Saturday, April 15, 2006

Rest in Peace, Muriel...

From today's New York Times. (Although credited as being published on the 16th, it appeared in the online edition of the 15th...)

Muriel Spark, the Crème de la Crème of Contemporary Novelists, Is Dead at 88

By HELEN T. VERONGOS and ALAN COWELL
Published: April 16, 2006


Muriel Spark, known for her finely polished, darkly comic prose and for the unforgettable Miss Jean Brodie, one of the funniest and most sinister characters in modern fiction, died Friday at a hospital in Florence, Italy. She was 88.

Ms. Spark's death was announced Saturday, The Associated Press reported, by Massimiliano Dindalini, the mayor of the Tuscan village of Civitella della Chiana, where she had lived for almost 30 years.

Her work, unlocked from her innermost memories of her experiences before and after her conversion to Roman Catholicism in 1954, built a canon of short, sometimes macabre, sometimes darkly humorous novels that sought to pare away the absurdities of human behavior.



(Above, Ms. Spark, ca. 1940s.)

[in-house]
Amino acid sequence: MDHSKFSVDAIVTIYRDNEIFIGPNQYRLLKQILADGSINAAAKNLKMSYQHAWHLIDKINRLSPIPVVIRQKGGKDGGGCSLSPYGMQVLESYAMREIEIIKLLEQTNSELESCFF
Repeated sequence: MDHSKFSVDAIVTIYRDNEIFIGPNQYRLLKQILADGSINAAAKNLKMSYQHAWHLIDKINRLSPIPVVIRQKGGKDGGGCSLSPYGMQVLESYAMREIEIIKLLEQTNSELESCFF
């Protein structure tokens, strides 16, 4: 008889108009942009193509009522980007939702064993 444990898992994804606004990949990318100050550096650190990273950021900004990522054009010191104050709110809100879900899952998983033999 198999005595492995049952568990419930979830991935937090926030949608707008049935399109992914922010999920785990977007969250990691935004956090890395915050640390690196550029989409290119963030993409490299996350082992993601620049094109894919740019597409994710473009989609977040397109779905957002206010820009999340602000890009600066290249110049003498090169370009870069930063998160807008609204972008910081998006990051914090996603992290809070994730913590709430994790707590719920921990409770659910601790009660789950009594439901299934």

Ms. Spark's first novel was published when she was 39, and after that she supplied a stream of slender novels and enigmatic short stories peopled with such curiosities as narrators from beyond the grave, flying saucers, grandmotherly smugglers with bread bins full of diamond-studded loaves and individuals of such little substance that they disappear when the door closes.

In her writing evil is never far away, violence is a regular visitor, and death is a constant companion. Her themes are generally serious but nearly always handled with a feather-light touch.



(Muriel Spark's writing desk, Tuscany, 2003.)

It is this lightness, and a contrived detachment toward her characters, that became the target of the harshest criticism of her work, which at her death included more than 20 novels, several collections of short stories, poetry, criticism, biography, plays and a handful of children's books.

Some accused her of coolness and even cruelty toward the characters she invented and then send — sometimes quite merrily — to terrible deaths...

The rest of the obit may be found here...